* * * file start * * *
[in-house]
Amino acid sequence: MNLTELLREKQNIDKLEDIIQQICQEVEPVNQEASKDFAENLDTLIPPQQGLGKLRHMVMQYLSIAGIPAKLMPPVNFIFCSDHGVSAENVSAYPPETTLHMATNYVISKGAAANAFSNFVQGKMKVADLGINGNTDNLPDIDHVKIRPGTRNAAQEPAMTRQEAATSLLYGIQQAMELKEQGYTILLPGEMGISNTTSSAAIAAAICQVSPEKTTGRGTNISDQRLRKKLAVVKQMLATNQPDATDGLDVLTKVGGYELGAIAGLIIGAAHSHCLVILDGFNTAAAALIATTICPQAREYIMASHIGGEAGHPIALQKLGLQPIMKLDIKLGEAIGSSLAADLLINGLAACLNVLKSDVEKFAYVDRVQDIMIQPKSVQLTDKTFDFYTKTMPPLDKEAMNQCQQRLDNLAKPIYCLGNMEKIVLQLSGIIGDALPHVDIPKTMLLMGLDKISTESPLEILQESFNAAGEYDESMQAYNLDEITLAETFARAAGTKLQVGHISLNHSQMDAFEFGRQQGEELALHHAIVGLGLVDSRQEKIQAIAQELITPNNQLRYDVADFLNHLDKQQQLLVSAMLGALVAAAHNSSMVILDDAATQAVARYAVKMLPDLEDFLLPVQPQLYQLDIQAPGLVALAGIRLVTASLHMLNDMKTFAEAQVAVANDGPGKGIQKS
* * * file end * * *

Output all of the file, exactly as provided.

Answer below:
[in-house]
Amino acid sequence: MNLTELLREKQNIDKLEDIIQQICQEVEPVNQEASKDFAENLDTLIPPQQGLGKLRHMVMQYLSIAGIPAKLMPPVNFIFCSDHGVSAENVSAYPPETTLHMATNYVISKGAAANAFSNFVQGKMKVADLGINGNTDNLPDIDHVKIRPGTRNAAQEPAMTRQEAATSLLYGIQQAMELKEQGYTILLPGEMGISNTTSSAAIAAAICQVSPEKTTGRGTNISDQRLRKKLAVVKQMLATNQPDATDGLDVLTKVGGYELGAIAGLIIGAAHSHCLVILDGFNTAAAALIATTICPQAREYIMASHIGGEAGHPIALQKLGLQPIMKLDIKLGEAIGSSLAADLLINGLAACLNVLKSDVEKFAYVDRVQDIMIQPKSVQLTDKTFDFYTKTMPPLDKEAMNQCQQRLDNLAKPIYCLGNMEKIVLQLSGIIGDALPHVDIPKTMLLMGLDKISTESPLEILQESFNAAGEYDESMQAYNLDEITLAETFARAAGTKLQVGHISLNHSQMDAFEFGRQQGEELALHHAIVGLGLVDSRQEKIQAIAQELITPNNQLRYDVADFLNHLDKQQQLLVSAMLGALVAAAHNSSMVILDDAATQAVARYAVKMLPDLEDFLLPVQPQLYQLDIQAPGLVALAGIRLVTASLHMLNDMKTFAEAQVAVANDGPGKGIQKS